How zero tolerance forces undocumented victims into the shadows

Yolanda Varona was kidnapped at knifepoint by a jilted former boyfriend. He stripped her naked and drove her into the mountains near San Diego. He raped her; he said if she told anyone he’d kill her children. After hours of pleading, she convinced him to let her go. “I’ll never be the same woman,” she said of that day of terror, more than 10 years ago.

But what happened next may have been even more difficult: despite being an undocumented immigrant, Varona called the police. She helped law enforcement find her attacker and put him in jail. And she went to court to testify.

“I was terrified of presenting myself at court,” Varona recalled. “I imagined that by some terrible injustice, I’d end up being deported.”


Can Underground Psychedelic Therapy Ever Go Mainstream?

Elizabeth closed her eyes and was immediately inside the nauseating memory. Half an hour earlier, she'd swallowed a capsule filled with grayish crystals of MDMA. Before that, her therapist, Holly, had painted circles on the ground around her with burnt sweet-grass. The smell lingered.

Elizabeth (that's a pseudonym) felt her legs start to shake. She was stretched back on an unfamiliar futon with her feet together and her knees open in a butterfly position. She saw Holly to her left, still and steady, watching. As Elizabeth closed her eyes again, her mind shoved her straight into reliving her rape.


Gabby Falzone translates the study of trauma

When she was 12, Gabby Falzone and her family became homeless in New York. At 15, she ran away. She moved between squats and stints with her family, but said she suffered too much abuse from them to stay for long. At 17, she moved to Boston, where she said she survived by exchanging sex for rent. At 19, she got into a friend’s car and drove to San Francisco. Within a month, she said, she was shooting heroin. “I kept thinking that if I escaped where I had just been, it would get better, not really understanding that that’s not how you get away from trauma,” she said.


A Mother’s Zip Code Could Signal Whether Her Baby Will Be Born Too Early

When baby Rodrigo was born, he didn’t make a sound. Lucy Gomez had been in a Fresno County hospital for a week since she first showed signs of labor. She'd reached only 23 weeks in her pregnancy before she gave birth—barely within the realm of viability for life outside the womb—and something was very wrong.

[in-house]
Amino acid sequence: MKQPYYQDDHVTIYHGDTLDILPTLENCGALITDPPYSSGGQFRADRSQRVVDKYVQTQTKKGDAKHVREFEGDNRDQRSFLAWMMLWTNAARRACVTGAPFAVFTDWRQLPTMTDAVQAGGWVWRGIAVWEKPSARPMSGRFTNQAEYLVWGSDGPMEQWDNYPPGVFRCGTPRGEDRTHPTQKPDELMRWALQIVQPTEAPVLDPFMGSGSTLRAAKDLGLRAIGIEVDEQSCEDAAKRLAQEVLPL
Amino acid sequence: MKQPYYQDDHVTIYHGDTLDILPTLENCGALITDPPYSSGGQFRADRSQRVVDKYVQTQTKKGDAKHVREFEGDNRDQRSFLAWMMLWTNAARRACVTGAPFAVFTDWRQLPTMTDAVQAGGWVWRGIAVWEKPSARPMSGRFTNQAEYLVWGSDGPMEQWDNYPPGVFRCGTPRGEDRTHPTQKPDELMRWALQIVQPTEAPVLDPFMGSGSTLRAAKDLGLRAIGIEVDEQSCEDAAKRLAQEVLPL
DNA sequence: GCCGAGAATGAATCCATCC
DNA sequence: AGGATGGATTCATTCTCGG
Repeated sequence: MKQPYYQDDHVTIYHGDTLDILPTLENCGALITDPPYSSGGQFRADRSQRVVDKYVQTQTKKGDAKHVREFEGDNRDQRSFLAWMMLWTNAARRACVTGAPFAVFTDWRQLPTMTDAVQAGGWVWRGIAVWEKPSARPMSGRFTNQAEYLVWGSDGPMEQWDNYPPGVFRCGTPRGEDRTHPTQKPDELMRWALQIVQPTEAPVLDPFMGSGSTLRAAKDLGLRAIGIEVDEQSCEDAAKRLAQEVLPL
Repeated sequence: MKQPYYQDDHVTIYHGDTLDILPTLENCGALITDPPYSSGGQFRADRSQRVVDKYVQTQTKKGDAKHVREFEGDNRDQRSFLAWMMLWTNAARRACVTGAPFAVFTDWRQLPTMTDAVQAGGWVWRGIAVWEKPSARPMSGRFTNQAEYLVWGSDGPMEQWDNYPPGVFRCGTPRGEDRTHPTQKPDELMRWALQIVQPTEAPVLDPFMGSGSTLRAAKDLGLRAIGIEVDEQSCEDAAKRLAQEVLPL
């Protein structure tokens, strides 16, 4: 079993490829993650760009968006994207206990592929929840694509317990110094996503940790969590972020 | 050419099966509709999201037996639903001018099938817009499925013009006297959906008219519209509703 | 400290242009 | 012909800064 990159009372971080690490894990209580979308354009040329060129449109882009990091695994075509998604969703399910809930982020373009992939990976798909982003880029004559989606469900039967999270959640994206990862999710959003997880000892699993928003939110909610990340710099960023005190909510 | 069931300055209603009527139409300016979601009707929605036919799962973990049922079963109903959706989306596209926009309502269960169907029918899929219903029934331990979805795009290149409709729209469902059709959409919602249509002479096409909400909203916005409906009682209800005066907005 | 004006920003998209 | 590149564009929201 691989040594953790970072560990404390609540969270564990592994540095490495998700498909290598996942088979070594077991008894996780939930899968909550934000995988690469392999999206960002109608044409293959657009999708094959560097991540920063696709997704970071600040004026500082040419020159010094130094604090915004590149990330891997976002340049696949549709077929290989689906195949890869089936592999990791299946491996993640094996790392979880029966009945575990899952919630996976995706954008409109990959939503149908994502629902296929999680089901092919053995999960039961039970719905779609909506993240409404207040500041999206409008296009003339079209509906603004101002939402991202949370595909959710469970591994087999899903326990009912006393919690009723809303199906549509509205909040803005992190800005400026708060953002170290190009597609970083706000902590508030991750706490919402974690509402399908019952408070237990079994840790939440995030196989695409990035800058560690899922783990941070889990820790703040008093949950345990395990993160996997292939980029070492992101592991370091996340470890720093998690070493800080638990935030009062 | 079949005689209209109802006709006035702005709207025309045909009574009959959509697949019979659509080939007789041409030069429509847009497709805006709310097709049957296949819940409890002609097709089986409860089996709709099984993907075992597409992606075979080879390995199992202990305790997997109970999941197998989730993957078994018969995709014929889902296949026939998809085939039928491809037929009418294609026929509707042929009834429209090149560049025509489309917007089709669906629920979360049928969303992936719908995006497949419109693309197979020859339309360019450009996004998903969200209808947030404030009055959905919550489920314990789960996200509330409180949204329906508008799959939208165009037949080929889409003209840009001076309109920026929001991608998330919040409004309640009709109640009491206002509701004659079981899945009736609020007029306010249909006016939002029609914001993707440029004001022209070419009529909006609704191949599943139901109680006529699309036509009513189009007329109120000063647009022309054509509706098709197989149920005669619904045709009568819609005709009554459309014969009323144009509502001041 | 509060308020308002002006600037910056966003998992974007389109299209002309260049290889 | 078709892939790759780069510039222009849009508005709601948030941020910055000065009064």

She remembers her doctor directing her not to push her placenta out, but to keep it intact until the neonatal intensive care unit (NICU) team arrived. “He's been born in his sac,”  the doctor said. Gomez lay on her side and cried. Stillness surrounded her. “It must have taken them like three to five minutes [to enter the room]. But, it was eternal,” she told me.


After ABC News investigation, congressmen question 'appalling' border officer conduct

Two congressmen are demanding answers from the government officials charged with oversight of U.S. Customs and Border Protection after an ABC News investigation that shed light on a tragic 2013 episode at the U.S.-Mexico border.

Government surveillance video obtained by ABC News shows two Customs and Border Protection officers appeared to encourage — or at least permit — a 16-year-old Mexican high school student named Cruz Velazquez to drink from a bottle that tests later revealed contained concentrated liquid methamphetamine. He died shortly afterward from acute methamphetamine intoxication.


Off Opioids

Dani Geen was 18 when she was in a severe accident: the car spun violently and was smashed on all four sides. The force of the seatbelt broke all of Geen’s ribs and caused internal abscesses. She came to in an ambulance, panicking from pain and shock, and felt the sharp stab of a needle—the injection of a tranquilizer.

Her recovery in the hospital and at home was bolstered by Norco and Percocet, to which she built up a hefty tolerance. Zanaflex calmed her muscle spasms. Her insomnia was quieted with Trazodone. With new nerve pain came Gabapentin.